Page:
Rushing convicts to death without allowing them to exhaust all appeals represents a breakdown of law and process. The substantive laws, no matter how just, cannot ensure justice. They are dependent on the procedural laws in order to be fully materialised in spirit
[dropcap]D[/dropcap]ecember 16, 1971 was a dark day in the history of Pakistan; when the country broke into two and Bangladesh happened as a result of being treated as a colony by the West Pakistan.
That was one dark day, and on December 16, 2014, came another; the darkness intensified when little innocent children were confronted with the worst nightmare of their lives. The demons of death barged into their school and silenced many of them forever, while scarring the souls of many others for life.
The country was shocked. It still is. There is deep resentment and anger within the society at the sheer barbarity of the act. However, anger has a way of deluding our sight and dimming the line between right and wrong. It is exactly this that is happening to most of us; we are being lured by feelings of revenge and demand the public executions of all those who are on death penalty, irrespective of whether these will end the threat of militancy.
Article 14(5) of the International Covenant on Civil and Political Rights states:
“Everyone convicted of a crime shall have the right to his conviction and sentence being reviewed by a higher tribunal according to law.”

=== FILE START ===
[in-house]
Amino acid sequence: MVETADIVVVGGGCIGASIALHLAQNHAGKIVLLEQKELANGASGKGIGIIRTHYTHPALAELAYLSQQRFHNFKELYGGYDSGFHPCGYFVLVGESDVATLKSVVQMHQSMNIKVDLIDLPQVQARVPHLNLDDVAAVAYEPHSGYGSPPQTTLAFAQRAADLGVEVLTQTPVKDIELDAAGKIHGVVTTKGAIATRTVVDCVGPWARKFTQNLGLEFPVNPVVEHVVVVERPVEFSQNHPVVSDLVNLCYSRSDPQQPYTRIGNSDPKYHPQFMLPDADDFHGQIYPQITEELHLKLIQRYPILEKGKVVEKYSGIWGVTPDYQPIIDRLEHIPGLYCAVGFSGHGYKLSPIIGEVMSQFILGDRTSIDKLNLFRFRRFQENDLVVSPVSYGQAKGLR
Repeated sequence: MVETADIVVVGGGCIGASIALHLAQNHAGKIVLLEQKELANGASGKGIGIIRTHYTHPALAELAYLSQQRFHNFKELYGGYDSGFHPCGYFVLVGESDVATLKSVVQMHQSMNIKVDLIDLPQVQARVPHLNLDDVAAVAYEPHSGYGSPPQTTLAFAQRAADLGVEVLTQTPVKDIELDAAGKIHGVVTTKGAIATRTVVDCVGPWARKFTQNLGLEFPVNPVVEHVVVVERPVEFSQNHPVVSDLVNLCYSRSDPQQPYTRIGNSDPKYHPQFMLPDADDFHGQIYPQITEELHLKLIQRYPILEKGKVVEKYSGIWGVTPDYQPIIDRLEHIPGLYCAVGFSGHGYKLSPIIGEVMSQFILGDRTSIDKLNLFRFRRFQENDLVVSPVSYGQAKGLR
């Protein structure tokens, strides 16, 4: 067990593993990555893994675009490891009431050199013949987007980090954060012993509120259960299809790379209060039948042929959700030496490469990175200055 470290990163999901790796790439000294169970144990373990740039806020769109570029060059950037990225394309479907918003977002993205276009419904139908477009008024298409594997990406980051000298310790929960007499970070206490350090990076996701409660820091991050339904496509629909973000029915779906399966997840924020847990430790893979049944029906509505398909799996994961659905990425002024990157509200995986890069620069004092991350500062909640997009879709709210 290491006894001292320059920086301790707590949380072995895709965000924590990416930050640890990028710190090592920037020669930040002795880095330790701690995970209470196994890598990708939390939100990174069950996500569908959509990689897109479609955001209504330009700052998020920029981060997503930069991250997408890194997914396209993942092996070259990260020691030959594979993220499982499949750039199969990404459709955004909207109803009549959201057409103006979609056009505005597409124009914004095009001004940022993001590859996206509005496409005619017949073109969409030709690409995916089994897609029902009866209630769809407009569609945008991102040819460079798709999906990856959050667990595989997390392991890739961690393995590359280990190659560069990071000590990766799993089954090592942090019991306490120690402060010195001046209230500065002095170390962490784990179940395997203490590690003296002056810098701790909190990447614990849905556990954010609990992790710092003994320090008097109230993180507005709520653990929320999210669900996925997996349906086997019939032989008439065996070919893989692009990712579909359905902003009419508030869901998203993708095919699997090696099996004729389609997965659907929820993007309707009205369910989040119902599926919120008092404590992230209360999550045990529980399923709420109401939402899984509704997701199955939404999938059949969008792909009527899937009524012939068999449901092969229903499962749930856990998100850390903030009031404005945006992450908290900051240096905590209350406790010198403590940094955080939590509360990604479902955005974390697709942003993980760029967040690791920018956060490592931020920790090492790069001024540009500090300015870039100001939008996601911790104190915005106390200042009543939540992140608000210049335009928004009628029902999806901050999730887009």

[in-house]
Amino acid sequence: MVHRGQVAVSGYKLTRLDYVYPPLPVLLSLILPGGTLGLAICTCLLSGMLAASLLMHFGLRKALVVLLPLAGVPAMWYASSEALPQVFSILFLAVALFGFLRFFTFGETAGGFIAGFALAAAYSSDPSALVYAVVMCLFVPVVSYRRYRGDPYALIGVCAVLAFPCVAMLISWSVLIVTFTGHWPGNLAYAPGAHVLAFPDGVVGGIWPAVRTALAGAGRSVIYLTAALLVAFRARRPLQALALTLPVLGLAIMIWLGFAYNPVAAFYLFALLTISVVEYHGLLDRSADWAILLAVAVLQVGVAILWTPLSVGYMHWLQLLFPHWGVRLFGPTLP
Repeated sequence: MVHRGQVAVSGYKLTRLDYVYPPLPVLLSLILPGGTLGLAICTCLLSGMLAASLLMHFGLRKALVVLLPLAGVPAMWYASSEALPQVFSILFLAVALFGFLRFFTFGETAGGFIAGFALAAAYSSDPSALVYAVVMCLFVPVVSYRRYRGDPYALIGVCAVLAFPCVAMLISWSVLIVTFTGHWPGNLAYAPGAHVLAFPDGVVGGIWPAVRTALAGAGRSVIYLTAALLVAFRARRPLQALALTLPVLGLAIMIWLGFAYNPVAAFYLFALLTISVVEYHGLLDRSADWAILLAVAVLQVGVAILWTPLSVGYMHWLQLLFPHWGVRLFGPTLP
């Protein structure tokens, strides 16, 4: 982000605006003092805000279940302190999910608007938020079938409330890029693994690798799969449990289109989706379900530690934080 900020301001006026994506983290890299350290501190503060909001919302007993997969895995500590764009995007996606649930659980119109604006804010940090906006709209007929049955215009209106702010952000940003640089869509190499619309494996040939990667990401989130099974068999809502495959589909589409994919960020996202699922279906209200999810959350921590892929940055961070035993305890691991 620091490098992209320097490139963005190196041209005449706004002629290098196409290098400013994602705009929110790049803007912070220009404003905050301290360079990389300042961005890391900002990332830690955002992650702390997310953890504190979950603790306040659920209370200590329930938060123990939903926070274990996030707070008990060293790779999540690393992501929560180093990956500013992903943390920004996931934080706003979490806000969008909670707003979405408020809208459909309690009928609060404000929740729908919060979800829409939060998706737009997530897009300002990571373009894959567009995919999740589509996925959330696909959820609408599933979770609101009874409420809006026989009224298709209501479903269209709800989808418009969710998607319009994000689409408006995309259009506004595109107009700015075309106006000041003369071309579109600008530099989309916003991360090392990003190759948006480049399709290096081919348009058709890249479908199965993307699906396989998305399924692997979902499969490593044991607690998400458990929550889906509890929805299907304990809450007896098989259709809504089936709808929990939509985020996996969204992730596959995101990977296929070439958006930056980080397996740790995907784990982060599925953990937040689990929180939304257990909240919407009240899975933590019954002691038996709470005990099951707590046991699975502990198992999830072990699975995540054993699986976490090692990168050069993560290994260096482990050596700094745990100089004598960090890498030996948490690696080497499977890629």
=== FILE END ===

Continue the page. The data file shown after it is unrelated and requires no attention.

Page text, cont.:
Rushing convicts to death without allowing them to exhaust all appeals represents a breakdown of law and process. The substantive laws, no matter how just, cannot ensure justice. They are dependent on the procedural laws in order to be fully materialised in spirit. Where the procedure breaks down or is rather conveniently overlooked, all the substantive laws are reduced to mere carcasses.
The pictures of hanged persons are already going viral on web in violation of further international norms. The state must adhere to law and be reticent before carrying out draconian sentences – rather than appease a public demand for blood. If we demand blood in return for blood, then what is the difference between us and those demons that attacked our children’s school?
If we are all on the same pedestal, then I have no doubt that this country is going to the dogs and will be caught up in a vicious cycle, which, with each swirl, will pull us deeper into this abyss. We are caught up in this cycle because of ineffective institutions and policies, not because demons landed on Pakistan from outer space.
The way forward from here is to realise that we are reaping what we have sown in the past and that we need to uproot the problem rather than exact revenge on individuals who are not even remotely connected to these groups.
One such individual is Shafqat Hussain, who has been convicted for involuntary manslaughter solely based on his confession, which he made after being tortured and burnt with cigarettes. He was 14 years old back then. After the lifting of the moratorium on death, his execution has been scheduled for December 23, 2014.